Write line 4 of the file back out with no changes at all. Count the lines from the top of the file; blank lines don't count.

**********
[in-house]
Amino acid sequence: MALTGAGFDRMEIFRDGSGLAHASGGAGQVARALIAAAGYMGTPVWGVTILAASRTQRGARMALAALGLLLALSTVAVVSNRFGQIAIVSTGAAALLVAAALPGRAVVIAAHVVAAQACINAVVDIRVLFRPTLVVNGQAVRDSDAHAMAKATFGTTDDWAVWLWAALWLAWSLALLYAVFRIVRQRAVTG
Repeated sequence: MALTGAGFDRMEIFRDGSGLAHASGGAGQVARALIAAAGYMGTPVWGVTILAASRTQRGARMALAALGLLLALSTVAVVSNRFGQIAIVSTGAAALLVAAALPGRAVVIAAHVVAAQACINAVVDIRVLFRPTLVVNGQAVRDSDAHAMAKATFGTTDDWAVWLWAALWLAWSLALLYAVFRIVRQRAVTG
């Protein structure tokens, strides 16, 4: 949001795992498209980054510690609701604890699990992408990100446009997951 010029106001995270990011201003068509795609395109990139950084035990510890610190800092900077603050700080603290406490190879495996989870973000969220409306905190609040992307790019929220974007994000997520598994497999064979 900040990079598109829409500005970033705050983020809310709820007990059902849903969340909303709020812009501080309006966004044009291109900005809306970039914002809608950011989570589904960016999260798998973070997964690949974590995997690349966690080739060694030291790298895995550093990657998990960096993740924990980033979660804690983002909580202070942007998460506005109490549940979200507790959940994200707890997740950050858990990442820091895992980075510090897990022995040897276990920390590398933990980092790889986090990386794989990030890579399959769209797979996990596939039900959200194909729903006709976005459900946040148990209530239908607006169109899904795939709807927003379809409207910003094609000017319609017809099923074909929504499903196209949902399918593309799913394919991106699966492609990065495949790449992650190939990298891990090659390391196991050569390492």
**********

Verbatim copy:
């Protein structure tokens, strides 16, 4: 949001795992498209980054510690609701604890699990992408990100446009997951 010029106001995270990011201003068509795609395109990139950084035990510890610190800092900077603050700080603290406490190879495996989870973000969220409306905190609040992307790019929220974007994000997520598994497999064979 900040990079598109829409500005970033705050983020809310709820007990059902849903969340909303709020812009501080309006966004044009291109900005809306970039914002809608950011989570589904960016999260798998973070997964690949974590995997690349966690080739060694030291790298895995550093990657998990960096993740924990980033979660804690983002909580202070942007998460506005109490549940979200507790959940994200707890997740950050858990990442820091895992980075510090897990022995040897276990920390590398933990980092790889986090990386794989990030890579399959769209797979996990596939039900959200194909729903006709976005459900946040148990209530239908607006169109899904795939709807927003379809409207910003094609000017319609017809099923074909929504499903196209949902399918593309799913394919991106699966492609990065495949790449992650190939990298891990090659390391196991050569390492």